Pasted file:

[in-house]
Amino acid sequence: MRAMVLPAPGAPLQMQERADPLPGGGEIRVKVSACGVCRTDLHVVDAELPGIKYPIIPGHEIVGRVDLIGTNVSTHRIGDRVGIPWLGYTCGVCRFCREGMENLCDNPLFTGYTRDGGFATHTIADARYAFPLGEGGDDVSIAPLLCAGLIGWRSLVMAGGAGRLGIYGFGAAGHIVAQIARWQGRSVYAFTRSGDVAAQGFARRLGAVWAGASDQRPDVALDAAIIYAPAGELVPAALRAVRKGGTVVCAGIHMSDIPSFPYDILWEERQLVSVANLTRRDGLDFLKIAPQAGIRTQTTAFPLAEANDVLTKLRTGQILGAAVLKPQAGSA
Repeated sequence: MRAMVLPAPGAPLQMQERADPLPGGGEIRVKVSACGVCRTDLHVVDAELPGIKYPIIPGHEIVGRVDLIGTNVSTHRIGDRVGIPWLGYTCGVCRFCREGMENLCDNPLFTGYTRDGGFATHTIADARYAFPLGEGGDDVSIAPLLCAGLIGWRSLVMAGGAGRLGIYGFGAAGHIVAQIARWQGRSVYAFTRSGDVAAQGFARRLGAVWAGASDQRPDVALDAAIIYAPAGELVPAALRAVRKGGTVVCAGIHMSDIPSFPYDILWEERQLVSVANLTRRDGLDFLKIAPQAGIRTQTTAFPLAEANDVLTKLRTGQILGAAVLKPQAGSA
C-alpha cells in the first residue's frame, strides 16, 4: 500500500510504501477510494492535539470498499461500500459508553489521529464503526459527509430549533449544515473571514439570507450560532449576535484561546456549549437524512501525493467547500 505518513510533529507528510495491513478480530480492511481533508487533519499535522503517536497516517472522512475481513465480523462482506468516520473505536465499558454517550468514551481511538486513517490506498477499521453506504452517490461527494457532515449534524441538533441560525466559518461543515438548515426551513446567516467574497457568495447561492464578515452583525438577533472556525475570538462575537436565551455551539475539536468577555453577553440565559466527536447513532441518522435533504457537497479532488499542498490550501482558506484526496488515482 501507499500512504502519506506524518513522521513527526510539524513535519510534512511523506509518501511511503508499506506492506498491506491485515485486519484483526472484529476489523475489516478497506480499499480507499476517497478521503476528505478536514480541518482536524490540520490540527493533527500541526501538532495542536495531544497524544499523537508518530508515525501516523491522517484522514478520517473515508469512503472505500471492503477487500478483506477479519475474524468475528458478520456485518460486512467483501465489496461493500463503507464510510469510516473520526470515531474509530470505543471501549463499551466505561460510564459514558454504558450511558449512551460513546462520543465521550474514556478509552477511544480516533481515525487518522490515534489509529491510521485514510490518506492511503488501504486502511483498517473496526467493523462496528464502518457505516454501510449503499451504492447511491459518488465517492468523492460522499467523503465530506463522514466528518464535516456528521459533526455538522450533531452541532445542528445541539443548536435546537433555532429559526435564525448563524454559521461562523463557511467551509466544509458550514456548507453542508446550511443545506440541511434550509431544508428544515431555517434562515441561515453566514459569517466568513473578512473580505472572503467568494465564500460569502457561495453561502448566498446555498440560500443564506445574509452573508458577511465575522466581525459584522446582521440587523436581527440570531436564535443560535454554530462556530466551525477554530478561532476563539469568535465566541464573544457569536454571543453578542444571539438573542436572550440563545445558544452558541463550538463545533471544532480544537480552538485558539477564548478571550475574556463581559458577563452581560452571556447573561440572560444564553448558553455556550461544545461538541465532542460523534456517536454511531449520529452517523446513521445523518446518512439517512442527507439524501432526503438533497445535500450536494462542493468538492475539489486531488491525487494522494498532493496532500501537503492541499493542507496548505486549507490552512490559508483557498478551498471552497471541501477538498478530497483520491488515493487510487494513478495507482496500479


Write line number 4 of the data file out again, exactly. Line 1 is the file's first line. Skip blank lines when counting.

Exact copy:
C-alpha cells in the first residue's frame, strides 16, 4: 500500500510504501477510494492535539470498499461500500459508553489521529464503526459527509430549533449544515473571514439570507450560532449576535484561546456549549437524512501525493467547500 505518513510533529507528510495491513478480530480492511481533508487533519499535522503517536497516517472522512475481513465480523462482506468516520473505536465499558454517550468514551481511538486513517490506498477499521453506504452517490461527494457532515449534524441538533441560525466559518461543515438548515426551513446567516467574497457568495447561492464578515452583525438577533472556525475570538462575537436565551455551539475539536468577555453577553440565559466527536447513532441518522435533504457537497479532488499542498490550501482558506484526496488515482 501507499500512504502519506506524518513522521513527526510539524513535519510534512511523506509518501511511503508499506506492506498491506491485515485486519484483526472484529476489523475489516478497506480499499480507499476517497478521503476528505478536514480541518482536524490540520490540527493533527500541526501538532495542536495531544497524544499523537508518530508515525501516523491522517484522514478520517473515508469512503472505500471492503477487500478483506477479519475474524468475528458478520456485518460486512467483501465489496461493500463503507464510510469510516473520526470515531474509530470505543471501549463499551466505561460510564459514558454504558450511558449512551460513546462520543465521550474514556478509552477511544480516533481515525487518522490515534489509529491510521485514510490518506492511503488501504486502511483498517473496526467493523462496528464502518457505516454501510449503499451504492447511491459518488465517492468523492460522499467523503465530506463522514466528518464535516456528521459533526455538522450533531452541532445542528445541539443548536435546537433555532429559526435564525448563524454559521461562523463557511467551509466544509458550514456548507453542508446550511443545506440541511434550509431544508428544515431555517434562515441561515453566514459569517466568513473578512473580505472572503467568494465564500460569502457561495453561502448566498446555498440560500443564506445574509452573508458577511465575522466581525459584522446582521440587523436581527440570531436564535443560535454554530462556530466551525477554530478561532476563539469568535465566541464573544457569536454571543453578542444571539438573542436572550440563545445558544452558541463550538463545533471544532480544537480552538485558539477564548478571550475574556463581559458577563452581560452571556447573561440572560444564553448558553455556550461544545461538541465532542460523534456517536454511531449520529452517523446513521445523518446518512439517512442527507439524501432526503438533497445535500450536494462542493468538492475539489486531488491525487494522494498532493496532500501537503492541499493542507496548505486549507490552512490559508483557498478551498471552497471541501477538498478530497483520491488515493487510487494513478495507482496500479